Broadland Tree Wardens have been planting, protecting and caring for trees and woodlands in Broadland since 1990 when the Tree Council launched the Tree Warden Scheme and was one of the first district councils in the country to set up a network of Parish Tree Wardens.
In November 2018 Broadland District Council, in common with many local authorities, sadly closed its scheme and the Tree Wardens launched their own, independent Network of volunteer Tree Wardens, maintaining their links with town and parish councils and parish meetings. Broadland District Council kindly continued to provide the Network with a generous tree planting budget thereby overcoming one of the biggest hurdles facing independent networks. Funding.
The Broadland Tree Warden Network has 32 Tree Wardens covering some 63 town and parish councils and parish meetings and, to prevent the Wardens feeling isolated, we encourage the creation of local groups that will collectively carry out projects. Regular meetings help encourage feedback to the Executive Committee from Wardens and also help to prevent any feeling of isolation. The feedback received enables the Executive Committee to provide the training required to enable the Wardens to perform a full range of functions. Much of that training is provided by officers from Broadland District Council.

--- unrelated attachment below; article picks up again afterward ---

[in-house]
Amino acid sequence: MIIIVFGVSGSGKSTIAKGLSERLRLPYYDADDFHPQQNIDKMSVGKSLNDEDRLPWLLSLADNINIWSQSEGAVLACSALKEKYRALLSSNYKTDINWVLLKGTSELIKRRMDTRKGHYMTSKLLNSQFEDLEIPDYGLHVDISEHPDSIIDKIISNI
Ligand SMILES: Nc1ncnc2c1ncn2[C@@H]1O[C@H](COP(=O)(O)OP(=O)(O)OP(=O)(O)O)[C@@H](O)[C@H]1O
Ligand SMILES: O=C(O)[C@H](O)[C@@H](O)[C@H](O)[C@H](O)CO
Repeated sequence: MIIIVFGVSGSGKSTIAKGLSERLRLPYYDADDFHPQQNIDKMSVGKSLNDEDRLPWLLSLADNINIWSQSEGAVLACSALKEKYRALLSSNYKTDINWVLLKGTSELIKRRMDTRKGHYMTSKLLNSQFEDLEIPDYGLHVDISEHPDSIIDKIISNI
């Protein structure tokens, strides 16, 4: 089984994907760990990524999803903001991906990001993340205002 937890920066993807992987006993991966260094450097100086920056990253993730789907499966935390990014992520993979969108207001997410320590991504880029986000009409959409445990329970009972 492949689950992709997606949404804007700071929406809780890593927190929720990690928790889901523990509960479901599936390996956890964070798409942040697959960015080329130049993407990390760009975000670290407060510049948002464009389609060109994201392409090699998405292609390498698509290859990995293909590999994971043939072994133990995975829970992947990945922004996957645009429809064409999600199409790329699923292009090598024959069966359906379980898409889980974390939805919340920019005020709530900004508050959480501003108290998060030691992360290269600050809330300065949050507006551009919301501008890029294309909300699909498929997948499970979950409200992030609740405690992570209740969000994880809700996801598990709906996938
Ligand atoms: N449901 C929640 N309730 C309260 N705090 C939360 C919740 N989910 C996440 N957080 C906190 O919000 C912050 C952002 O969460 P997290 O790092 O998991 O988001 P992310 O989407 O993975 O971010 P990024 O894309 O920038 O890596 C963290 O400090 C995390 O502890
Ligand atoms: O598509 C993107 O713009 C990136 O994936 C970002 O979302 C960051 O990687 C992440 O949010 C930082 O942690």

Broadland Tree Wardens are involved in a wide range of tree related activities from planting trees and their aftercare. That includes community woodland and orchards. They recommend trees for protection by Broadland District Council with Tree Preservation Orders and monitor and comment on applications for works to preserved trees. Many Broadland Tree Wardens work with local schools and youth groups and two run a Junior Tree Warden scheme in their parish, encouraging youngsters to experience the full range of Tree Warden activities. As one of those wardens says “we don’t have to look for Tree Wardens because we are growing our own!”
Some Wardens write regular articles for their parish magazines and similar outlets and one has had a book published on the notable trees in his parish. Broadland Tree Wardens are kept up to date, both locally and nationally, by their own monthly colour magazine “Broadsheet” which celebrated its 20th anniversary in September 2018 and is now approaching its 200th edition.